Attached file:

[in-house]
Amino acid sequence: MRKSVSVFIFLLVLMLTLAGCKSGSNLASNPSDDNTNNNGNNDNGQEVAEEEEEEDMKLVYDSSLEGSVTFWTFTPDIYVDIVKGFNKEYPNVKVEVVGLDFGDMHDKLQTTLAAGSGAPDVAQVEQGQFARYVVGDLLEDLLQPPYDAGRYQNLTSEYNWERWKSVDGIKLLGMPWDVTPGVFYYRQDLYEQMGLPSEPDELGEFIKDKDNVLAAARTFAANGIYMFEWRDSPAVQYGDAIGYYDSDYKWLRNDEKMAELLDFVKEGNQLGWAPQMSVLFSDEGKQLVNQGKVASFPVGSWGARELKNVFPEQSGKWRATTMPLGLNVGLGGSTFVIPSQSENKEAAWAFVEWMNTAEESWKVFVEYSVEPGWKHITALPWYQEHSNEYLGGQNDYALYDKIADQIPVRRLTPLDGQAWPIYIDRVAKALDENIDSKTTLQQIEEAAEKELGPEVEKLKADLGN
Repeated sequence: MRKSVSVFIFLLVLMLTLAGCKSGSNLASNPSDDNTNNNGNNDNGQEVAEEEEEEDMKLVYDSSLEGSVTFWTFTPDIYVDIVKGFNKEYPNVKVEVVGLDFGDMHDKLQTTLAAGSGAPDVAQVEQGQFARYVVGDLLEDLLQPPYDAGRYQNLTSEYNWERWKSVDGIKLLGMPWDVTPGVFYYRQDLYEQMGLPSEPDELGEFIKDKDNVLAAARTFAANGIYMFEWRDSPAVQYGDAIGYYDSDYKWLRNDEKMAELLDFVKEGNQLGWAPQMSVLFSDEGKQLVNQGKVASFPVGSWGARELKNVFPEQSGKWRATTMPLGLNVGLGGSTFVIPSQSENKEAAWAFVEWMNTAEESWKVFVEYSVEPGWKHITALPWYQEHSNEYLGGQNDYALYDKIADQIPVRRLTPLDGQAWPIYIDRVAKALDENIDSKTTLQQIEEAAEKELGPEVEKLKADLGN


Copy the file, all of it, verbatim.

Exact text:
[in-house]
Amino acid sequence: MRKSVSVFIFLLVLMLTLAGCKSGSNLASNPSDDNTNNNGNNDNGQEVAEEEEEEDMKLVYDSSLEGSVTFWTFTPDIYVDIVKGFNKEYPNVKVEVVGLDFGDMHDKLQTTLAAGSGAPDVAQVEQGQFARYVVGDLLEDLLQPPYDAGRYQNLTSEYNWERWKSVDGIKLLGMPWDVTPGVFYYRQDLYEQMGLPSEPDELGEFIKDKDNVLAAARTFAANGIYMFEWRDSPAVQYGDAIGYYDSDYKWLRNDEKMAELLDFVKEGNQLGWAPQMSVLFSDEGKQLVNQGKVASFPVGSWGARELKNVFPEQSGKWRATTMPLGLNVGLGGSTFVIPSQSENKEAAWAFVEWMNTAEESWKVFVEYSVEPGWKHITALPWYQEHSNEYLGGQNDYALYDKIADQIPVRRLTPLDGQAWPIYIDRVAKALDENIDSKTTLQQIEEAAEKELGPEVEKLKADLGN
Repeated sequence: MRKSVSVFIFLLVLMLTLAGCKSGSNLASNPSDDNTNNNGNNDNGQEVAEEEEEEDMKLVYDSSLEGSVTFWTFTPDIYVDIVKGFNKEYPNVKVEVVGLDFGDMHDKLQTTLAAGSGAPDVAQVEQGQFARYVVGDLLEDLLQPPYDAGRYQNLTSEYNWERWKSVDGIKLLGMPWDVTPGVFYYRQDLYEQMGLPSEPDELGEFIKDKDNVLAAARTFAANGIYMFEWRDSPAVQYGDAIGYYDSDYKWLRNDEKMAELLDFVKEGNQLGWAPQMSVLFSDEGKQLVNQGKVASFPVGSWGARELKNVFPEQSGKWRATTMPLGLNVGLGGSTFVIPSQSENKEAAWAFVEWMNTAEESWKVFVEYSVEPGWKHITALPWYQEHSNEYLGGQNDYALYDKIADQIPVRRLTPLDGQAWPIYIDRVAKALDENIDSKTTLQQIEEAAEKELGPEVEKLKADLGN